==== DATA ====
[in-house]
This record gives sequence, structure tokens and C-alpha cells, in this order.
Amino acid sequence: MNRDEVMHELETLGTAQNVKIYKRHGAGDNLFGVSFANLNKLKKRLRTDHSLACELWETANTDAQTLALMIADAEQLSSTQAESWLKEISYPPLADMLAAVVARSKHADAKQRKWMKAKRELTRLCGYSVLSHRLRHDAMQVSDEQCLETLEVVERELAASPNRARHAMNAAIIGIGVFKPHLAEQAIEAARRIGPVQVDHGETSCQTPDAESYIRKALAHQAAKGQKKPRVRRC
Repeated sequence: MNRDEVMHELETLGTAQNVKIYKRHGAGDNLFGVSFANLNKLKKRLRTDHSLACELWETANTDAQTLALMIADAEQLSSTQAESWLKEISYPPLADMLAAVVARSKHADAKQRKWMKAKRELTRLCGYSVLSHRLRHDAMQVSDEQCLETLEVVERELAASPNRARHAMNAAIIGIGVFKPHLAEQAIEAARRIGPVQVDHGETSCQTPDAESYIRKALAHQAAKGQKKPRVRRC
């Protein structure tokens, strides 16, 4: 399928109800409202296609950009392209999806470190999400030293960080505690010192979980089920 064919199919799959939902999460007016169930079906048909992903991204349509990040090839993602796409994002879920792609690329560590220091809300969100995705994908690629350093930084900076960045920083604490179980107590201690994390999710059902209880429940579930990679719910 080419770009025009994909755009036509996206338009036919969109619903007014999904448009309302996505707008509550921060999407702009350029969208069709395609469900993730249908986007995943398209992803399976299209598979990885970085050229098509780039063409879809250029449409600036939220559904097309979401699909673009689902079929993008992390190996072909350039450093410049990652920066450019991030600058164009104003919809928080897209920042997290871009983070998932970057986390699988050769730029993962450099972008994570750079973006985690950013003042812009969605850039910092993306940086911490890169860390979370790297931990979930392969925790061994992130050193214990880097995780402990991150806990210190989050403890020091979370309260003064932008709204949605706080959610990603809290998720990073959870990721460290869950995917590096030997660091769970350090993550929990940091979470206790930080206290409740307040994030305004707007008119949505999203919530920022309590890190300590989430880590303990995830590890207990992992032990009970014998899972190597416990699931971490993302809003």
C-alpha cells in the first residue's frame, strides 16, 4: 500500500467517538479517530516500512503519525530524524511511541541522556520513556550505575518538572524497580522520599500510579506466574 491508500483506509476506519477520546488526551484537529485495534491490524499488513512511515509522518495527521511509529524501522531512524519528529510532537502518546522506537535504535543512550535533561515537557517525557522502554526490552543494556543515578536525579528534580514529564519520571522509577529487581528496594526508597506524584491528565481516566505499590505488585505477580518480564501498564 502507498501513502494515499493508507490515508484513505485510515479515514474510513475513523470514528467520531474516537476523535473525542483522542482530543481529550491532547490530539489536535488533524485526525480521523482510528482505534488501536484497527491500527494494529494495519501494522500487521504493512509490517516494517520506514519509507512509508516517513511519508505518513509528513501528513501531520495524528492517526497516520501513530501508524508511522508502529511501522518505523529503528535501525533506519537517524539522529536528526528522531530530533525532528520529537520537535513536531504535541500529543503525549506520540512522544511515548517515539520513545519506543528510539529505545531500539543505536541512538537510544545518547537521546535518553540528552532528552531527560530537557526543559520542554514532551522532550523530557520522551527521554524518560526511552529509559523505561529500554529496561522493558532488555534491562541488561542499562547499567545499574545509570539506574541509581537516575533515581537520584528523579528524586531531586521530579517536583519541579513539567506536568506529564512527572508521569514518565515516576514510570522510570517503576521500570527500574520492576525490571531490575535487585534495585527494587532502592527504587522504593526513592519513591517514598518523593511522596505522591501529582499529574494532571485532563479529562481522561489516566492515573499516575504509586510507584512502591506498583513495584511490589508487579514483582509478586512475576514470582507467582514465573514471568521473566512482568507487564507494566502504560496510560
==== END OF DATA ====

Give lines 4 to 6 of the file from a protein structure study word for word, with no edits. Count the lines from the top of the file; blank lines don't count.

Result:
Repeated sequence: MNRDEVMHELETLGTAQNVKIYKRHGAGDNLFGVSFANLNKLKKRLRTDHSLACELWETANTDAQTLALMIADAEQLSSTQAESWLKEISYPPLADMLAAVVARSKHADAKQRKWMKAKRELTRLCGYSVLSHRLRHDAMQVSDEQCLETLEVVERELAASPNRARHAMNAAIIGIGVFKPHLAEQAIEAARRIGPVQVDHGETSCQTPDAESYIRKALAHQAAKGQKKPRVRRC
């Protein structure tokens, strides 16, 4: 399928109800409202296609950009392209999806470190999400030293960080505690010192979980089920 064919199919799959939902999460007016169930079906048909992903991204349509990040090839993602796409994002879920792609690329560590220091809300969100995705994908690629350093930084900076960045920083604490179980107590201690994390999710059902209880429940579930990679719910 080419770009025009994909755009036509996206338009036919969109619903007014999904448009309302996505707008509550921060999407702009350029969208069709395609469900993730249908986007995943398209992803399976299209598979990885970085050229098509780039063409879809250029449409600036939220559904097309979401699909673009689902079929993008992390190996072909350039450093410049990652920066450019991030600058164009104003919809928080897209920042997290871009983070998932970057986390699988050769730029993962450099972008994570750079973006985690950013003042812009969605850039910092993306940086911490890169860390979370790297931990979930392969925790061994992130050193214990880097995780402990991150806990210190989050403890020091979370309260003064932008709204949605706080959610990603809290998720990073959870990721460290869950995917590096030997660091769970350090993550929990940091979470206790930080206290409740307040994030305004707007008119949505999203919530920022309590890190300590989430880590303990995830590890207990992992032990009970014998899972190597416990699931971490993302809003």
C-alpha cells in the first residue's frame, strides 16, 4: 500500500467517538479517530516500512503519525530524524511511541541522556520513556550505575518538572524497580522520599500510579506466574 491508500483506509476506519477520546488526551484537529485495534491490524499488513512511515509522518495527521511509529524501522531512524519528529510532537502518546522506537535504535543512550535533561515537557517525557522502554526490552543494556543515578536525579528534580514529564519520571522509577529487581528496594526508597506524584491528565481516566505499590505488585505477580518480564501498564 502507498501513502494515499493508507490515508484513505485510515479515514474510513475513523470514528467520531474516537476523535473525542483522542482530543481529550491532547490530539489536535488533524485526525480521523482510528482505534488501536484497527491500527494494529494495519501494522500487521504493512509490517516494517520506514519509507512509508516517513511519508505518513509528513501528513501531520495524528492517526497516520501513530501508524508511522508502529511501522518505523529503528535501525533506519537517524539522529536528526528522531530530533525532528520529537520537535513536531504535541500529543503525549506520540512522544511515548517515539520513545519506543528510539529505545531500539543505536541512538537510544545518547537521546535518553540528552532528552531527560530537557526543559520542554514532551522532550523530557520522551527521554524518560526511552529509559523505561529500554529496561522493558532488555534491562541488561542499562547499567545499574545509570539506574541509581537516575533515581537520584528523579528524586531531586521530579517536583519541579513539567506536568506529564512527572508521569514518565515516576514510570522510570517503576521500570527500574520492576525490571531490575535487585534495585527494587532502592527504587522504593526513592519513591517514598518523593511522596505522591501529582499529574494532571485532563479529562481522561489516566492515573499516575504509586510507584512502591506498583513495584511490589508487579514483582509478586512475576514470582507467582514465573514471568521473566512482568507487564507494566502504560496510560